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Tiny house built for homeless veteran
June 26, 2019 by Maxwell Hauptman on News, News-More Headlines
CHERRYFIELD — Downeast Community Partners, along with the Maine Seacoast Mission, the CF Adams Foundation and a Massachusetts high school, recently announced the construction of a tiny house for a formerly homeless Washington County military veteran.
DCP and the Maine Seacoast Mission had previously worked together and with other volunteers weatherizing and rehabilitating rural houses. That’s where they connected with students from Assabet Valley Regional Technical High School in Marlborough, Mass.
“We have a program here called Learn and Serve where we take students out to do community service, that’s how we got connected with Seacoast Mission about seven or eight years ago,” said Bill Italiano, lead carpentry teacher at the high school. “We were working on someone else’s place and it was in pretty rough shape, so kind of off the cuff I said I should build a new house in my shop. And now about three or four years later it’s coming to fruition.”
CHERRYFIELD, ME — This video shows one of this project’s many sponsors, Koopman Lumber, delivering wood for the Assabet Valley Regional Technical high school students in Massachusetts to use in constructing the tiny house, which is destined for Cherryfield, ME as home for a formerly homeless US military veteran with a disability.
We are so grateful to every sponsor, donor, and partner who make this project possible.
Learn more about the Mission’s partnership Downeast Maine Tiny House Project.
CHERRYFIELD, ME — Among the many activities available to EdGE Summer Camp kids is time aboard the Mission’s Sunbeam V and exploring island communities. As you can see in this photo, the worldview from Maine islands is unique.
Learn all about EdGE Summer Camps
BAR HARBOR, ME — Thank you, Sunbeam V Captain Michael Johnson for sending this photo of the Sunbeam III launch in Damariscotta, ME.
The Sunbeam V is undergoing a routine major refit right now. The boat is scheduled to be back in service around Christmas 2019.
Meanwhile, the Sunbeam crew members are keeping up with their varied work among island communities using the Mission’s temporary boat, Moonbeam, other boats, and small airplane travel.
Learn all about the work of the Sunbeam and crew here.
With your help, Douglas Cornman’s ‘Island to High School’ program prepares island kids to thrive in the midst of change.
You know the Maine Seacoast Mission is steadfast in addressing the challenges faced by many people in this region
I’d like to tell you about one piece of the Mission’s work that may surprise you. The Island to High School Program is an example of how the Mission watches and listens to our communities, and then responds creatively.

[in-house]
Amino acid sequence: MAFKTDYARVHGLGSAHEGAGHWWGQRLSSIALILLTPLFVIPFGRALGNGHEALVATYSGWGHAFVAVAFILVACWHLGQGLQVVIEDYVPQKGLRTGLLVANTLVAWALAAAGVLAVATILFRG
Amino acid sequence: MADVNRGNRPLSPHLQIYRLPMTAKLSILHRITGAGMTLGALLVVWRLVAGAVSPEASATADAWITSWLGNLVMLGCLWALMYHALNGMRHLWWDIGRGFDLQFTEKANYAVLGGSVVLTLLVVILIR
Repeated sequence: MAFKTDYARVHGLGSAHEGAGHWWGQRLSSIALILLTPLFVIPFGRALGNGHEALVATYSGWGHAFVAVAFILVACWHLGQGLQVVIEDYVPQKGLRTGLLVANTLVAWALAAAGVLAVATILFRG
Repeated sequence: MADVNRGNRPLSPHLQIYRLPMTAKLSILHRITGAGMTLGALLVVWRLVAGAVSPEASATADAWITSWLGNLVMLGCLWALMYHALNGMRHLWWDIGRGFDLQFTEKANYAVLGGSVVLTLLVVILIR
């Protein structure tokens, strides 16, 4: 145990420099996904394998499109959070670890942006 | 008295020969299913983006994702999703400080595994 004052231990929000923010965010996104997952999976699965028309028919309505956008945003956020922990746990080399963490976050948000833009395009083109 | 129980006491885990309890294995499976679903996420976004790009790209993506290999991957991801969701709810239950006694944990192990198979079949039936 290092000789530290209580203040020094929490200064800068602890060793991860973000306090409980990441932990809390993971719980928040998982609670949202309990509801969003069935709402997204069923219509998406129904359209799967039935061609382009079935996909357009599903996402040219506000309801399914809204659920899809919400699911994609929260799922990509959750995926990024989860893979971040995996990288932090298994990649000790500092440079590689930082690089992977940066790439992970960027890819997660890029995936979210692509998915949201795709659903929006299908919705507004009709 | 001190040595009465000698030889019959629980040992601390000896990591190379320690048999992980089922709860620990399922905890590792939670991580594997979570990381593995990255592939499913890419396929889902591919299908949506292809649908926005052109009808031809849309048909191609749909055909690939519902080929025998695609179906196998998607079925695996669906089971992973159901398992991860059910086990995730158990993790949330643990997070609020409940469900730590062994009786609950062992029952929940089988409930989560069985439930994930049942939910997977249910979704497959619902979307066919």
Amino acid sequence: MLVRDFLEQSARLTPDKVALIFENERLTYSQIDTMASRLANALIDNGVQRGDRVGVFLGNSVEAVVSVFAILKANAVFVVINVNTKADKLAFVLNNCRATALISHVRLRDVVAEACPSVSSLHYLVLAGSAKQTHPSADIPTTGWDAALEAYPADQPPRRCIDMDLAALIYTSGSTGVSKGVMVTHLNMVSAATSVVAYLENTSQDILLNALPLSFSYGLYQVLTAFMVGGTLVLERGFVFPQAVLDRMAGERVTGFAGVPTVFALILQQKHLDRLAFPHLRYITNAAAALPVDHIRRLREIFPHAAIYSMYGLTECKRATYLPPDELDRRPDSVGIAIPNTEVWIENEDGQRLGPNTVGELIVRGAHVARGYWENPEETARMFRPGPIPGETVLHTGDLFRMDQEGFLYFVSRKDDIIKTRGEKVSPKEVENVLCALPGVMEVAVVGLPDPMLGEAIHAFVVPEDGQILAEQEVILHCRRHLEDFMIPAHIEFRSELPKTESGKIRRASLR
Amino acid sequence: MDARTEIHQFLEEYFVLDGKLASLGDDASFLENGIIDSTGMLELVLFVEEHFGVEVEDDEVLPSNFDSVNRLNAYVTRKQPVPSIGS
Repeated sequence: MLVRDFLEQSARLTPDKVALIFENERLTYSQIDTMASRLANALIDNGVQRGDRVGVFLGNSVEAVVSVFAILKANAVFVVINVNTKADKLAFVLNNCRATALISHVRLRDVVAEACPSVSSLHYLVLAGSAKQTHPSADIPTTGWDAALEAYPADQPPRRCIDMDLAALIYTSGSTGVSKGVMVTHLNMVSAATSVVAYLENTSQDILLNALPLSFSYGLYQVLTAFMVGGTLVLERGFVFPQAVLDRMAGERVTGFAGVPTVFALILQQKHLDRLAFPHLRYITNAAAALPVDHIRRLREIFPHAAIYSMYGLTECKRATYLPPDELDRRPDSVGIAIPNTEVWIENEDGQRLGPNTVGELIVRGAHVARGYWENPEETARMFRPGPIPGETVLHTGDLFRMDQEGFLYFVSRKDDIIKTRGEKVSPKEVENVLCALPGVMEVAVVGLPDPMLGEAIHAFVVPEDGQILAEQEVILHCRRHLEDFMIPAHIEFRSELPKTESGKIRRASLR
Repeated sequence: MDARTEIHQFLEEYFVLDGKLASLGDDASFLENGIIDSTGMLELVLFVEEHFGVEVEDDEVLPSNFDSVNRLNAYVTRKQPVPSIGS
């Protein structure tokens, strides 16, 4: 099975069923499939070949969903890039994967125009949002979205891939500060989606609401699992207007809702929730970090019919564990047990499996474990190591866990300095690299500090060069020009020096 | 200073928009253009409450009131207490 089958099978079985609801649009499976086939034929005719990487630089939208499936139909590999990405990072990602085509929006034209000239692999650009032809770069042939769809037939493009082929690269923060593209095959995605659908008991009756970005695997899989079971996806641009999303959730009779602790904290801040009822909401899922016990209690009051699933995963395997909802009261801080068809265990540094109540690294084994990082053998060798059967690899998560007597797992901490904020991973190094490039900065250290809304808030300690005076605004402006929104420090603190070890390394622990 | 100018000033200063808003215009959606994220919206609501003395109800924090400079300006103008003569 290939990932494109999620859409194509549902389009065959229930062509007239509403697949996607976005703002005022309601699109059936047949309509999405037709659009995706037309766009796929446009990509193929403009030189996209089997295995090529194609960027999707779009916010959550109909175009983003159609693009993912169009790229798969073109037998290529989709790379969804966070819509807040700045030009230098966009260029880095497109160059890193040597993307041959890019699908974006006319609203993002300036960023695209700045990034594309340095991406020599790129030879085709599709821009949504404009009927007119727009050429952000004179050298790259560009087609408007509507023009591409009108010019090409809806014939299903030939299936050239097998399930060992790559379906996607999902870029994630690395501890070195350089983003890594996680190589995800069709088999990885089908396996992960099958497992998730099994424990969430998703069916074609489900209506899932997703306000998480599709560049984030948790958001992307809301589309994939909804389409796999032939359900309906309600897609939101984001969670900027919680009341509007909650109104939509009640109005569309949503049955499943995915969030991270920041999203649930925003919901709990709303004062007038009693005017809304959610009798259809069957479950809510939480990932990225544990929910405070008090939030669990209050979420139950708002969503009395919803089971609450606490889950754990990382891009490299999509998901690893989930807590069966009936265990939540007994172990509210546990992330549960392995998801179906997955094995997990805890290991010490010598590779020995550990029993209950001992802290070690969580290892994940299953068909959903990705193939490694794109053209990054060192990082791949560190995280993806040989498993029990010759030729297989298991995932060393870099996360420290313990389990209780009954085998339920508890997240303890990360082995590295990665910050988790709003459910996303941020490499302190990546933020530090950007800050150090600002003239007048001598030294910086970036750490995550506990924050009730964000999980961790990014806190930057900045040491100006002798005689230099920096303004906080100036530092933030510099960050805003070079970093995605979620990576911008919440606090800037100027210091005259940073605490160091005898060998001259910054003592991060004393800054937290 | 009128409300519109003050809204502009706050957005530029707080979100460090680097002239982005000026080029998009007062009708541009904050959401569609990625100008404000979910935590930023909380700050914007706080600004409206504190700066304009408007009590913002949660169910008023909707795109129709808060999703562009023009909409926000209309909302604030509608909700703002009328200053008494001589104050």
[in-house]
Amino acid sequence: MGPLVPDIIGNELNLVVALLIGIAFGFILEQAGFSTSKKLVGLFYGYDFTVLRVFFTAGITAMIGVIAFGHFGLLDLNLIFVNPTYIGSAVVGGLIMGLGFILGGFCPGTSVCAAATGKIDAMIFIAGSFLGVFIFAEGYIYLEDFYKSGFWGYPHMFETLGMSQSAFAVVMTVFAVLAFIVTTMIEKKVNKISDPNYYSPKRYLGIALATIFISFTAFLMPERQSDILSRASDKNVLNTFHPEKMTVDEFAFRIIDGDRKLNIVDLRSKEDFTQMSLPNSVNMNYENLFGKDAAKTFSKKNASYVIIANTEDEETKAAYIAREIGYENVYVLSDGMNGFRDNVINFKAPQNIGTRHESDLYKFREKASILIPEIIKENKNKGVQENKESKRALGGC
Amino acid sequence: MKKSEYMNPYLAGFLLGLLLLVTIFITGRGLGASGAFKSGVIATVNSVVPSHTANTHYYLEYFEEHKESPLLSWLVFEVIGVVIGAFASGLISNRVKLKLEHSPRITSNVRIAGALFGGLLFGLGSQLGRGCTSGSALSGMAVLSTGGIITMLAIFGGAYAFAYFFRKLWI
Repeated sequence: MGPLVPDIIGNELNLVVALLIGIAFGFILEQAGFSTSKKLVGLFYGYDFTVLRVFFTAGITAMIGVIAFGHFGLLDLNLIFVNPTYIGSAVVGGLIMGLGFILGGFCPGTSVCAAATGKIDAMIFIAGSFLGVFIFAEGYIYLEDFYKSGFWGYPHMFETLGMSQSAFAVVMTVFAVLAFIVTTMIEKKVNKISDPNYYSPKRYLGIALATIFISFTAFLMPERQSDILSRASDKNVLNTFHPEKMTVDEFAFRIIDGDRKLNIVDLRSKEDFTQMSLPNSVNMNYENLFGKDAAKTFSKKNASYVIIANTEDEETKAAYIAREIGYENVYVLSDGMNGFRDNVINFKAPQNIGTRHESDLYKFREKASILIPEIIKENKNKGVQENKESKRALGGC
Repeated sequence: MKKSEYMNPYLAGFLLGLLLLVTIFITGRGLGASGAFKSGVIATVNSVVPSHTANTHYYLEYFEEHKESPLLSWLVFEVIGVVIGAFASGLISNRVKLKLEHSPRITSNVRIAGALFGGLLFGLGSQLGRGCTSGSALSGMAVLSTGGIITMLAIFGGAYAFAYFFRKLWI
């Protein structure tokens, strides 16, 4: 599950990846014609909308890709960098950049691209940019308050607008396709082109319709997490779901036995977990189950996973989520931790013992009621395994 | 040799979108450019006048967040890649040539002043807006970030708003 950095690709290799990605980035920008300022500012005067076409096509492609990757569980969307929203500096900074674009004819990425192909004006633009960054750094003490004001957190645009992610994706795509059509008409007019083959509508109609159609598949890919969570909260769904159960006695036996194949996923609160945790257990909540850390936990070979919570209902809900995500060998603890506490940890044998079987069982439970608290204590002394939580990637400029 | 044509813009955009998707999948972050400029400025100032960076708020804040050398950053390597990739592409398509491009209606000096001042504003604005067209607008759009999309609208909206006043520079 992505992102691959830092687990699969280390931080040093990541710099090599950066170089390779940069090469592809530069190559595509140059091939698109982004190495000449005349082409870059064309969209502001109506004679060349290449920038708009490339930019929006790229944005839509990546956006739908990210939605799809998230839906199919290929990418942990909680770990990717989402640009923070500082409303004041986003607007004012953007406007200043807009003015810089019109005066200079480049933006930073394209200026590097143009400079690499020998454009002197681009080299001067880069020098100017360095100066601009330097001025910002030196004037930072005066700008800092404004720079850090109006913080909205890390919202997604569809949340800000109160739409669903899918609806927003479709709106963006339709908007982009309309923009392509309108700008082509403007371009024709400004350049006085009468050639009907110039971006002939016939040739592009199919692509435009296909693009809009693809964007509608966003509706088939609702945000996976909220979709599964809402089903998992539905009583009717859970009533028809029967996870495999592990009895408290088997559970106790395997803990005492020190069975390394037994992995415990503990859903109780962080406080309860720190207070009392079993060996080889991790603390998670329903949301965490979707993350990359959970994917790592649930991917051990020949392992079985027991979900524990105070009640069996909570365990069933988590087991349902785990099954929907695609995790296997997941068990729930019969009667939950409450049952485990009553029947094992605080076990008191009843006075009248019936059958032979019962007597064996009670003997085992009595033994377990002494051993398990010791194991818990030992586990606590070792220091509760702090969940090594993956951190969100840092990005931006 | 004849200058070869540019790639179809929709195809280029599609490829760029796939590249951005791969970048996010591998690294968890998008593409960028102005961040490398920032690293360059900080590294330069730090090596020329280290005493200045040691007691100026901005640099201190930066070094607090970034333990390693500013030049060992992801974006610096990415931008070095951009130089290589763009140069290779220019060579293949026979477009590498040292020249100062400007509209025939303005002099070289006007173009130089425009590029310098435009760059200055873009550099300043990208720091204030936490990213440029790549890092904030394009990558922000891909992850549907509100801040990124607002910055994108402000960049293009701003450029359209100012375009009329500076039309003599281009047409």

Every summer, a group of resilient young teens scattered across eight unbridged islands off Maine’s coast are faced with the reality that — come fall — they will have to leave their islands to attend a mainland high school. They are about to trade the island life they know for a life utterly foreign to them.
Do you remember the self-consciousness of being a high school freshman? Imagine that same blazing ball of worry amplified for island teens by leaving their family and their home. Their island population may only be 45, with a school of perhaps six K-8 kids in one room with one teacher. They’re moving to a school with 600 students and 70 teachers.
Nearly all these island students will be boarding on the mainland during high school, staying with relatives or family friends. Some families work together to rent a house on the mainland, where the parents take turns being the house chaperone. Each of these solutions is complicated. Each adds to the anxiety these kids are feeling.
It’s a difficult time, and much rides on their making a successful transition. Won’t you send your gift to the Mission today to help these young adults succeed?
Douglas Cornman, Mission Island Outreach Director, works with island kids for three years beginning in sixth grade to help them prepare for the changes high school will bring. Aboard the Sunbeam, he visits eight islands monthly so these students can learn and practice social-emotional skills.
Once a year, Douglas and other Mission staff bring them all together on the mainland for an overnight retreat with a carefully thought-out curriculum. The kids get to know one another, enlarging their circle of friends. Douglas invites high school teachers and staff to the retreats to spend time with the students. They talk about what to expect. They answer questions. They reassure.
Douglas builds in lots of opportunities for the kids to talk with each other and with him about their concerns. Volunteer high school students attend retreats and use their experience to help the islanders. These conversations answer the questions kids are more comfortable asking peers … about joining sports teams, fitting in, finding friends, dating.
These young people will thrive with your help. Your support lets us continue preparing Downeast youth for success through targeted programs such as Island to High School. The Seacoast Mission invests in the future, and has been a partner of island families for over a century. It fosters youth and family success, provides health services and basic needs — all to build resilient communities.
Your support puts our hands to work. Please send your gift today. Thank you.